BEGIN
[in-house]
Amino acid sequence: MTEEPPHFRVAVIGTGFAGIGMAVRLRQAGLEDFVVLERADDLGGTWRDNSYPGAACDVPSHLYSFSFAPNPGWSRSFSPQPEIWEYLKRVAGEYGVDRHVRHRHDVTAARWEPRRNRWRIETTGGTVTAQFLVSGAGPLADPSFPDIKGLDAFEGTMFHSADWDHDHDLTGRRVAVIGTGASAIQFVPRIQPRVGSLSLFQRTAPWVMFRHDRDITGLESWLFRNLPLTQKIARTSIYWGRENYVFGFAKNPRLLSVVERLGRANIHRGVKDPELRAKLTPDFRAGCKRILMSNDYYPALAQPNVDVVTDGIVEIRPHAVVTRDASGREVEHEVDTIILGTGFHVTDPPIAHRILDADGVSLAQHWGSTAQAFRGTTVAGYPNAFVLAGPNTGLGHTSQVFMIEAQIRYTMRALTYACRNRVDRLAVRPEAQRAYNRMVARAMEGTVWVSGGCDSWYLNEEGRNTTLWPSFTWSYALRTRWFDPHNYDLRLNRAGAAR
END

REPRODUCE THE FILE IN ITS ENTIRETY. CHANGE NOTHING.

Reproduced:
[in-house]
Amino acid sequence: MTEEPPHFRVAVIGTGFAGIGMAVRLRQAGLEDFVVLERADDLGGTWRDNSYPGAACDVPSHLYSFSFAPNPGWSRSFSPQPEIWEYLKRVAGEYGVDRHVRHRHDVTAARWEPRRNRWRIETTGGTVTAQFLVSGAGPLADPSFPDIKGLDAFEGTMFHSADWDHDHDLTGRRVAVIGTGASAIQFVPRIQPRVGSLSLFQRTAPWVMFRHDRDITGLESWLFRNLPLTQKIARTSIYWGRENYVFGFAKNPRLLSVVERLGRANIHRGVKDPELRAKLTPDFRAGCKRILMSNDYYPALAQPNVDVVTDGIVEIRPHAVVTRDASGREVEHEVDTIILGTGFHVTDPPIAHRILDADGVSLAQHWGSTAQAFRGTTVAGYPNAFVLAGPNTGLGHTSQVFMIEAQIRYTMRALTYACRNRVDRLAVRPEAQRAYNRMVARAMEGTVWVSGGCDSWYLNEEGRNTTLWPSFTWSYALRTRWFDPHNYDLRLNRAGAAR